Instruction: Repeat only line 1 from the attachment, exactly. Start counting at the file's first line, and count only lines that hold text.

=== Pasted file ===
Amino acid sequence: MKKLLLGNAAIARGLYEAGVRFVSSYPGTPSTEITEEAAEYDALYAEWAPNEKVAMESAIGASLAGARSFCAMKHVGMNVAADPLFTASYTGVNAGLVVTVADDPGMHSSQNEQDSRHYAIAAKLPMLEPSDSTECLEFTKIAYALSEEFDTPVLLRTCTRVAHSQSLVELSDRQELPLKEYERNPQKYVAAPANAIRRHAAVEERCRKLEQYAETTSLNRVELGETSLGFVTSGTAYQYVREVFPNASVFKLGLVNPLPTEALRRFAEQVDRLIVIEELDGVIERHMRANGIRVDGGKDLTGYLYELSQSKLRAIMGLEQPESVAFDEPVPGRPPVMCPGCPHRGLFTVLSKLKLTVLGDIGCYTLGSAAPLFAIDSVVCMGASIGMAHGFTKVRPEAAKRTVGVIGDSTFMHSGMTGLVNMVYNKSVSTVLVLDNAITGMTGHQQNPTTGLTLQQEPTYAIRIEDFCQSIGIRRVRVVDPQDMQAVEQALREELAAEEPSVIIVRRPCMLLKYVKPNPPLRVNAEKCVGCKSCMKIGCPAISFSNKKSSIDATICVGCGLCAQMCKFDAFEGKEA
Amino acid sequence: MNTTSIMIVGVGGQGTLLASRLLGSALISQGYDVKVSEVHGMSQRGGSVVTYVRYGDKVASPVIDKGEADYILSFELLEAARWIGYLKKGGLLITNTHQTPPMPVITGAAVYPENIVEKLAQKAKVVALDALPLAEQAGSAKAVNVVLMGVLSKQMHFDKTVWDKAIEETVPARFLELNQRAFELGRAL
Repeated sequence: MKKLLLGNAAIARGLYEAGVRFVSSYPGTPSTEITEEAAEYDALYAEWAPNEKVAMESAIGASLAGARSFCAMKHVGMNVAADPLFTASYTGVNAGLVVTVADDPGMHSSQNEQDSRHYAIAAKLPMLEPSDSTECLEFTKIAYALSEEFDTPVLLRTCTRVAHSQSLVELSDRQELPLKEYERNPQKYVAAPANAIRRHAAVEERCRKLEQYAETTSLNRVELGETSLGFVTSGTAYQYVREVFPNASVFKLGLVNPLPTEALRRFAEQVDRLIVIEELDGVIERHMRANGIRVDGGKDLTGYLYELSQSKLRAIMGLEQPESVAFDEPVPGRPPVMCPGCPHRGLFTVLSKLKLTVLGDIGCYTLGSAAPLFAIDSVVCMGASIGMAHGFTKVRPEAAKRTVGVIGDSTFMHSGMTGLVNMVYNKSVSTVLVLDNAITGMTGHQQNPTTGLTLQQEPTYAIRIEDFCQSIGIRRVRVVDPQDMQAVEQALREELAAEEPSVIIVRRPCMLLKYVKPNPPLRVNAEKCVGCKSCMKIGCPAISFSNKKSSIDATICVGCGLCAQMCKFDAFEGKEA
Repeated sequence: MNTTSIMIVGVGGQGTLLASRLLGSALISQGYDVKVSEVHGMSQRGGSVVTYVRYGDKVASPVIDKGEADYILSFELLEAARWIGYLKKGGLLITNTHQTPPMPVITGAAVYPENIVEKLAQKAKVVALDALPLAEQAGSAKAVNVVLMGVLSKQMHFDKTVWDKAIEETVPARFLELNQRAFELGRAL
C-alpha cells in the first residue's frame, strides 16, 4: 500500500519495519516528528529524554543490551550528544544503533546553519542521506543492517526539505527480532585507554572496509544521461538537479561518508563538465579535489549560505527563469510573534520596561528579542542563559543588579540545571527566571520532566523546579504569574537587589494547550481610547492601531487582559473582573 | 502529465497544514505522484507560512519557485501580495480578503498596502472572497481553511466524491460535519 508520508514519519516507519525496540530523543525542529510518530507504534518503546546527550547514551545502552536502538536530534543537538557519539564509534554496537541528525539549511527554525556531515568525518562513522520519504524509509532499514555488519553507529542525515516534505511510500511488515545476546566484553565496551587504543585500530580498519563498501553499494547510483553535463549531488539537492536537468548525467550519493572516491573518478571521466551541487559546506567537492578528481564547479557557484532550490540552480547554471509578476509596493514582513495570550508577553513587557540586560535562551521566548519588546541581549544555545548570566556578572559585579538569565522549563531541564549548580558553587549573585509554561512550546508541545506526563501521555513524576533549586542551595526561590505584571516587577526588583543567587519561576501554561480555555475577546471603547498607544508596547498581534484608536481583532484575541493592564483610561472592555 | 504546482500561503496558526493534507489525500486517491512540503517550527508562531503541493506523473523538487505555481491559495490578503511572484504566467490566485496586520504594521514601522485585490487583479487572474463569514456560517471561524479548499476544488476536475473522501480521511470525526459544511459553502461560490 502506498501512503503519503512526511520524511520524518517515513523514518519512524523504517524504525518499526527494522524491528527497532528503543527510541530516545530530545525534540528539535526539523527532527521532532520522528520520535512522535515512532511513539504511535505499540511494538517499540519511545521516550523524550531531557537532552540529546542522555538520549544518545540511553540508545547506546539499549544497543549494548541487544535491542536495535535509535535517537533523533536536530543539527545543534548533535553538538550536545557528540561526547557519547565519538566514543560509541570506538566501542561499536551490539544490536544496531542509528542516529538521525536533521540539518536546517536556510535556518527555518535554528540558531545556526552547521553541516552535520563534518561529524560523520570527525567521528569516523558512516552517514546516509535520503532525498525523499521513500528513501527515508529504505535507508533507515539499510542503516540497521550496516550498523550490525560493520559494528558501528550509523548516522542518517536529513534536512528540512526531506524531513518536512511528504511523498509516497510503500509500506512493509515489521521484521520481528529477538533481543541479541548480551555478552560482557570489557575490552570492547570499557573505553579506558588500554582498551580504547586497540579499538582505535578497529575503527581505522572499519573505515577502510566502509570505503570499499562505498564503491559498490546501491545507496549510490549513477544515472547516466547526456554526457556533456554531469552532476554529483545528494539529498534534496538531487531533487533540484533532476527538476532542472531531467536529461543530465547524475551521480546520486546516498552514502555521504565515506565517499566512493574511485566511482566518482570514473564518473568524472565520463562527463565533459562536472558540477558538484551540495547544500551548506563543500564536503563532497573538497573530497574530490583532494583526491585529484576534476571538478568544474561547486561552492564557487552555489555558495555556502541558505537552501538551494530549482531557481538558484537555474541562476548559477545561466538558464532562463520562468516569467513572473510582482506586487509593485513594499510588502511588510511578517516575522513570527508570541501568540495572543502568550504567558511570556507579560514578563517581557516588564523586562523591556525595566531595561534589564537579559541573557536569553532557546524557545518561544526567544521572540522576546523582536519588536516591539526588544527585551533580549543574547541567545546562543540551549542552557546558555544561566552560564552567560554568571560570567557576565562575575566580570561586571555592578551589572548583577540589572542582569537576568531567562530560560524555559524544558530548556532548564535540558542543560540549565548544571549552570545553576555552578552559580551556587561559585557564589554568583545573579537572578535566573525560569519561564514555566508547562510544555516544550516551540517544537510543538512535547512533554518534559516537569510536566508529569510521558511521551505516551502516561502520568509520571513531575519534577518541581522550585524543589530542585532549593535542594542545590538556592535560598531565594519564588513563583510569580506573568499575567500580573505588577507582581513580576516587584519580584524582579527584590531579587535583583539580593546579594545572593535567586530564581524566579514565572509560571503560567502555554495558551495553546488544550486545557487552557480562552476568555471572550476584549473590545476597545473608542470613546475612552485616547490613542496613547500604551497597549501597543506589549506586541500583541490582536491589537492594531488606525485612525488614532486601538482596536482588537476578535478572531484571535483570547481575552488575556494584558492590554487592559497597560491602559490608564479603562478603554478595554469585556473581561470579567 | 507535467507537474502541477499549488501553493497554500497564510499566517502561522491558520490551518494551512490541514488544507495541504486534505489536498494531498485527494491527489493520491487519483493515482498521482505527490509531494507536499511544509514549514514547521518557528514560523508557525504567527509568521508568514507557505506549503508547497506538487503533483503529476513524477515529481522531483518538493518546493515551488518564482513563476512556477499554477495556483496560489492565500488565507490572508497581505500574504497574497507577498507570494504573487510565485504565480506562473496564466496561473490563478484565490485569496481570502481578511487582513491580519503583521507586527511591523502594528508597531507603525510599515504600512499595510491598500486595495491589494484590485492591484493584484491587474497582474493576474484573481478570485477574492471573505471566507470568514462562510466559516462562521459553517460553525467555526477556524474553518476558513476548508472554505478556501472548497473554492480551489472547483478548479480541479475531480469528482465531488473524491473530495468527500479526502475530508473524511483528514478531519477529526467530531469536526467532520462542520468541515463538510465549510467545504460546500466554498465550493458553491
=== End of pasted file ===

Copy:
Amino acid sequence: MKKLLLGNAAIARGLYEAGVRFVSSYPGTPSTEITEEAAEYDALYAEWAPNEKVAMESAIGASLAGARSFCAMKHVGMNVAADPLFTASYTGVNAGLVVTVADDPGMHSSQNEQDSRHYAIAAKLPMLEPSDSTECLEFTKIAYALSEEFDTPVLLRTCTRVAHSQSLVELSDRQELPLKEYERNPQKYVAAPANAIRRHAAVEERCRKLEQYAETTSLNRVELGETSLGFVTSGTAYQYVREVFPNASVFKLGLVNPLPTEALRRFAEQVDRLIVIEELDGVIERHMRANGIRVDGGKDLTGYLYELSQSKLRAIMGLEQPESVAFDEPVPGRPPVMCPGCPHRGLFTVLSKLKLTVLGDIGCYTLGSAAPLFAIDSVVCMGASIGMAHGFTKVRPEAAKRTVGVIGDSTFMHSGMTGLVNMVYNKSVSTVLVLDNAITGMTGHQQNPTTGLTLQQEPTYAIRIEDFCQSIGIRRVRVVDPQDMQAVEQALREELAAEEPSVIIVRRPCMLLKYVKPNPPLRVNAEKCVGCKSCMKIGCPAISFSNKKSSIDATICVGCGLCAQMCKFDAFEGKEA